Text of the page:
I didn’t plan to write about bears two weeks in a row, but then this past Saturday happened. It was completely unexpected, but I had the most extraordinary encounter with two bears, Gus and Ida. These aren’t just any bears, they happen to be polar bears which is my favorite animal of all time. Gus and Ida also happen to be figments of Caron Levis’ and Charles Santoso’s imagination, but that does not make them any less real to me.
This past weekend I was home in Harrisburg for a day before I headed to Fall Philly, a Society for Children’s Book Writers and Illustrators event sponsored by the Eastern PA chapter. While there, I went to the East Shore Branch of the Dauphin County Public Library to check out some of the latest children’s picture books (FYI – if you want to be a better writer, read as much as you can in the genre you’re interested in) and there they were, displayed on a wall.
Ida, Always, was the first book I came across that day and so naturally I immediately picked it up and started reading – how could I resist a picture book about polar bears?! At about the halfway point, my eyes started tearing up. By the end of the book, tears flowed down my cheeks and I looked around to see if anyone had noticed my emotional unraveling at a simple children’s book about friendship, love, and loss.
As usual, no one was paying the slightest bit of attention to anyone other than themselves or their children,
so I wiped my eyes and tried to get my act together.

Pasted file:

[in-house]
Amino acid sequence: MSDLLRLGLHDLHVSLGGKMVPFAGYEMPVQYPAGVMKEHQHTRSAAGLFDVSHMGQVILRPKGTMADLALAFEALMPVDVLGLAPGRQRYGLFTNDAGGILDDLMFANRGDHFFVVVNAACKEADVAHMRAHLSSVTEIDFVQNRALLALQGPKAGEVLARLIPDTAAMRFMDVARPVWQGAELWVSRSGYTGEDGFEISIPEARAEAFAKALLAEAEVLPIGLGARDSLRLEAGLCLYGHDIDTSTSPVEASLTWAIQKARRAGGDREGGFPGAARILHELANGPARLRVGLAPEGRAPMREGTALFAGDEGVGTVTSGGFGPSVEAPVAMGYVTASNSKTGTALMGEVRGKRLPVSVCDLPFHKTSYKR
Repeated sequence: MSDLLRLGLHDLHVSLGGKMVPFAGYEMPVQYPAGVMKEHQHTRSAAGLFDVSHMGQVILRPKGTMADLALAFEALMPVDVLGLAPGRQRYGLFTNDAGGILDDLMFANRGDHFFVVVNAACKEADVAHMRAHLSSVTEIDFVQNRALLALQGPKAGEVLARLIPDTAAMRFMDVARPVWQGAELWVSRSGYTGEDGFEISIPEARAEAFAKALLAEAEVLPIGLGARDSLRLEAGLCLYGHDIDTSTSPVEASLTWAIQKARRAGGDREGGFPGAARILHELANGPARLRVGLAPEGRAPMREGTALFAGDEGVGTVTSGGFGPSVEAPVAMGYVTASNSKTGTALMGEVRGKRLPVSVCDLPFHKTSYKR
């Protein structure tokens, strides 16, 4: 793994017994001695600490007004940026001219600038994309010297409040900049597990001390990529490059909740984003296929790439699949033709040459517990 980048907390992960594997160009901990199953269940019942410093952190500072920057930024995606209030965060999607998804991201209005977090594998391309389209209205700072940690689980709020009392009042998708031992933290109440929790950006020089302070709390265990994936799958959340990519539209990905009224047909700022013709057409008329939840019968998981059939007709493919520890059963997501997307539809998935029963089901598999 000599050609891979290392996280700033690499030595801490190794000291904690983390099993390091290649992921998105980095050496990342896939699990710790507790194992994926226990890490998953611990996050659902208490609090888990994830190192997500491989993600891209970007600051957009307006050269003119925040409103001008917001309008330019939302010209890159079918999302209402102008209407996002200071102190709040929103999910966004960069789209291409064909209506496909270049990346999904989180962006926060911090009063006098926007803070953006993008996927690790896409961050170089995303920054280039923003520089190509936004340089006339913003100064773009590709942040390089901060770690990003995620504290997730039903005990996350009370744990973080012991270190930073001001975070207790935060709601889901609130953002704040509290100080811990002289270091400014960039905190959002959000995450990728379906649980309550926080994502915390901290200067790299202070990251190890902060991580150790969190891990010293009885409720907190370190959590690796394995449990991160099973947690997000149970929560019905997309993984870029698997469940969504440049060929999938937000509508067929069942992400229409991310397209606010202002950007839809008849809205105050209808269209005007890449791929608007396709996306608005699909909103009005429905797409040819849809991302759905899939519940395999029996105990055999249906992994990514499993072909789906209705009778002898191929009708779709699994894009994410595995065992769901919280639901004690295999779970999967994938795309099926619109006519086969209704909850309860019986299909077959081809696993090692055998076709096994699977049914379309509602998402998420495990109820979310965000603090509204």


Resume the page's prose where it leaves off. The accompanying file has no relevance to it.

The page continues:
I can’t remember ever being so moved by a picture book. When I was finished with it, all I wanted to do was call my husband and tell him I loved him. Being still in the library, I didn’t think it an appropriate venue for an emotionally-charged phone call declaring gratitude and affection for our relationship, so I waited until I got home. But even after I affirmed my love for him, I was still thinking about Ida, Always.
Reading this book was a gift; not only did it inspire me to connect with someone I love and feel appreciation for our life together, but it also inspired me as a writer. These feelings are especially apt as I start pitching my own picture book stories to agents.
One of the things I struggle most with my own work is how to know when it’s my very best. Last May I attended the SCBWI’s Wild, Wild, Midwest conference in Naperville, IL, where one of the recurring lessons presented throughout the conference was only submit your best writing. Apparently, a lot of people don’t and it makes for very large slush piles and tired and frustrated agents and publishers.
At that conference, authors, agents, and publishers all made recommendations on how to revise your own work (which I do) and stressed the importance of critique groups (which I attend on a regular basis).
But it’s hard to have an unbiased and blind eye towards your own writing in determining the quality of it.
That’s why I’m so excited and grateful for my most recent bear encounter. I now have a new benchmark for my manuscripts. In addition to following the typical rules of story arc, character development, and pacing, I will ask myself the following: what sort of emotional response does the story evoke? If I cannot identify what I want my readers to feel because of my story and if I do not see evidence of that response in their feedback either through direct comments or personal observation, then I will know that my story still needs some more work. I feel grateful to have this guidance and I am optimistic my writing will continue to improve.
In the meantime, I will continue to reflect upon Ida, Always, a story that is perfect in many ways. Thank you for coming into my life. If you end up being my only bear sighting for the time being, I’m okay with that.